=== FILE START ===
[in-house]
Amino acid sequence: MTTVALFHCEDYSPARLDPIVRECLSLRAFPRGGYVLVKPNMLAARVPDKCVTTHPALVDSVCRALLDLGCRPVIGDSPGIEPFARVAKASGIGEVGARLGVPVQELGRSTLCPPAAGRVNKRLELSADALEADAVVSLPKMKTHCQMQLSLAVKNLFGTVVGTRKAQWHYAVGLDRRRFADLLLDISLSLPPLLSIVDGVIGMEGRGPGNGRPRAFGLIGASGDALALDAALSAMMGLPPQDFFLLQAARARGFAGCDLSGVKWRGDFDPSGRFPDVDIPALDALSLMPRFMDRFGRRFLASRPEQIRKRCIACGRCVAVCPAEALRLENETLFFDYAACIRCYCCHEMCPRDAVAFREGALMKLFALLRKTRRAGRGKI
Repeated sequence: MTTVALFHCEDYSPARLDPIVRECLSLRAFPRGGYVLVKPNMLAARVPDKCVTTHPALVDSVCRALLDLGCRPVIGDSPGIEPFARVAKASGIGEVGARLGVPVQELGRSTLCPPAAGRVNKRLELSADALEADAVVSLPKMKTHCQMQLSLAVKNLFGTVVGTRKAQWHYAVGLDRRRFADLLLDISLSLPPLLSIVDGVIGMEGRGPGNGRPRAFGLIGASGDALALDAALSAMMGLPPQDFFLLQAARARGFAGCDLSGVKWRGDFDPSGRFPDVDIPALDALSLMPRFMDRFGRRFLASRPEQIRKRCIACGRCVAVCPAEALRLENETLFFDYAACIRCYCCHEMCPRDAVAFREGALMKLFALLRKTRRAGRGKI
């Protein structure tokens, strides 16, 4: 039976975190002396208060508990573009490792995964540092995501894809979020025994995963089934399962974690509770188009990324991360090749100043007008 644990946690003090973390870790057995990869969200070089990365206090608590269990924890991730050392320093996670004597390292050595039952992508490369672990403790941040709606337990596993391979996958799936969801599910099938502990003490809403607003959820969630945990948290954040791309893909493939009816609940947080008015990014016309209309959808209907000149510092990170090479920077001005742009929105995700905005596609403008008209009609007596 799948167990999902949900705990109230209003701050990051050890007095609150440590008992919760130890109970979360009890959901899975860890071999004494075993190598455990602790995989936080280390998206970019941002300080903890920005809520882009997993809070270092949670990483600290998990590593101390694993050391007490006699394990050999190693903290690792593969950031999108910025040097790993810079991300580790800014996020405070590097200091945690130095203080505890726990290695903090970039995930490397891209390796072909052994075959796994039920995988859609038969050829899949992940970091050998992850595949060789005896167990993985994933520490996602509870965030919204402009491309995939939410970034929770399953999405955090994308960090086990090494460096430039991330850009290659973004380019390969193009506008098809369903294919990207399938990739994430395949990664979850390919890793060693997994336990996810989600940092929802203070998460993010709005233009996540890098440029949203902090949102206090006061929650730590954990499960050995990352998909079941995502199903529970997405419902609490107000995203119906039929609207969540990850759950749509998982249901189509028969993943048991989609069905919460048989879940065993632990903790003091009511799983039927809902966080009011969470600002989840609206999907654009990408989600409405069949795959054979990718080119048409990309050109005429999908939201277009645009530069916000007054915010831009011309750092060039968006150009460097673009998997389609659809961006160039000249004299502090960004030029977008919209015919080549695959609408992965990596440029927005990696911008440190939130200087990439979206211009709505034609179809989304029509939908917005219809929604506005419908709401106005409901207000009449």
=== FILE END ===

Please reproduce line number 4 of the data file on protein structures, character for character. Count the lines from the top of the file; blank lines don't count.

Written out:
């Protein structure tokens, strides 16, 4: 039976975190002396208060508990573009490792995964540092995501894809979020025994995963089934399962974690509770188009990324991360090749100043007008 644990946690003090973390870790057995990869969200070089990365206090608590269990924890991730050392320093996670004597390292050595039952992508490369672990403790941040709606337990596993391979996958799936969801599910099938502990003490809403607003959820969630945990948290954040791309893909493939009816609940947080008015990014016309209309959808209907000149510092990170090479920077001005742009929105995700905005596609403008008209009609007596 799948167990999902949900705990109230209003701050990051050890007095609150440590008992919760130890109970979360009890959901899975860890071999004494075993190598455990602790995989936080280390998206970019941002300080903890920005809520882009997993809070270092949670990483600290998990590593101390694993050391007490006699394990050999190693903290690792593969950031999108910025040097790993810079991300580790800014996020405070590097200091945690130095203080505890726990290695903090970039995930490397891209390796072909052994075959796994039920995988859609038969050829899949992940970091050998992850595949060789005896167990993985994933520490996602509870965030919204402009491309995939939410970034929770399953999405955090994308960090086990090494460096430039991330850009290659973004380019390969193009506008098809369903294919990207399938990739994430395949990664979850390919890793060693997994336990996810989600940092929802203070998460993010709005233009996540890098440029949203902090949102206090006061929650730590954990499960050995990352998909079941995502199903529970997405419902609490107000995203119906039929609207969540990850759950749509998982249901189509028969993943048991989609069905919460048989879940065993632990903790003091009511799983039927809902966080009011969470600002989840609206999907654009990408989600409405069949795959054979990718080119048409990309050109005429999908939201277009645009530069916000007054915010831009011309750092060039968006150009460097673009998997389609659809961006160039000249004299502090960004030029977008919209015919080549695959609408992965990596440029927005990696911008440190939130200087990439979206211009709505034609179809989304029509939908917005219809929604506005419908709401106005409901207000009449």